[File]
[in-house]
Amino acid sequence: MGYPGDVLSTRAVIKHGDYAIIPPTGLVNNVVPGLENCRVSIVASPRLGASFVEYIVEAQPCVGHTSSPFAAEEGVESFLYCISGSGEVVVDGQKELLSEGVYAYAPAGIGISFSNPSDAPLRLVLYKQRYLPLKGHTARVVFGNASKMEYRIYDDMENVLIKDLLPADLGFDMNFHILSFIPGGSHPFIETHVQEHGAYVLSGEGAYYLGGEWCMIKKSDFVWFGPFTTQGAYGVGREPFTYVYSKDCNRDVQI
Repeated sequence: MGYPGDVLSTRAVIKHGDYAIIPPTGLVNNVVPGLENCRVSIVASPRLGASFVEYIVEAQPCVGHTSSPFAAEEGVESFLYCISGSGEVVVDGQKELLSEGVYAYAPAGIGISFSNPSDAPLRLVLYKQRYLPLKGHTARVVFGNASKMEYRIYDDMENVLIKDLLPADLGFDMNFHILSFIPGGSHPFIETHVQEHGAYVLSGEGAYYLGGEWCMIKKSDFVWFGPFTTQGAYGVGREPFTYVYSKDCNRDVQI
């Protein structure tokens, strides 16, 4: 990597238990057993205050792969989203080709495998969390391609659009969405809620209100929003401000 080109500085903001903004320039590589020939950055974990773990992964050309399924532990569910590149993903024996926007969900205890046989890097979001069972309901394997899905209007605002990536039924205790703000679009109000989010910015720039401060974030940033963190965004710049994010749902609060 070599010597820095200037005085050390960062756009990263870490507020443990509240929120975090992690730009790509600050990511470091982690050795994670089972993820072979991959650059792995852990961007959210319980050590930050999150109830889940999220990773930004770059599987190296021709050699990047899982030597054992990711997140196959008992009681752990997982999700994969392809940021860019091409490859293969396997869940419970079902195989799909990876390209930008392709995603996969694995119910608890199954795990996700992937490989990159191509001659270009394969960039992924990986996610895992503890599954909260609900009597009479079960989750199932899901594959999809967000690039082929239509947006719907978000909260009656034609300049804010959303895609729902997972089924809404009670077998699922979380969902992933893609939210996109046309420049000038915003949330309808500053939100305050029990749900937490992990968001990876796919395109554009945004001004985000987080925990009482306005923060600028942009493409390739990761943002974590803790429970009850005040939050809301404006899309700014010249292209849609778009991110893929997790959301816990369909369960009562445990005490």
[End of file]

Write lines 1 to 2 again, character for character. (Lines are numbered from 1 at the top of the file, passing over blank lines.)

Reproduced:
[in-house]
Amino acid sequence: MGYPGDVLSTRAVIKHGDYAIIPPTGLVNNVVPGLENCRVSIVASPRLGASFVEYIVEAQPCVGHTSSPFAAEEGVESFLYCISGSGEVVVDGQKELLSEGVYAYAPAGIGISFSNPSDAPLRLVLYKQRYLPLKGHTARVVFGNASKMEYRIYDDMENVLIKDLLPADLGFDMNFHILSFIPGGSHPFIETHVQEHGAYVLSGEGAYYLGGEWCMIKKSDFVWFGPFTTQGAYGVGREPFTYVYSKDCNRDVQI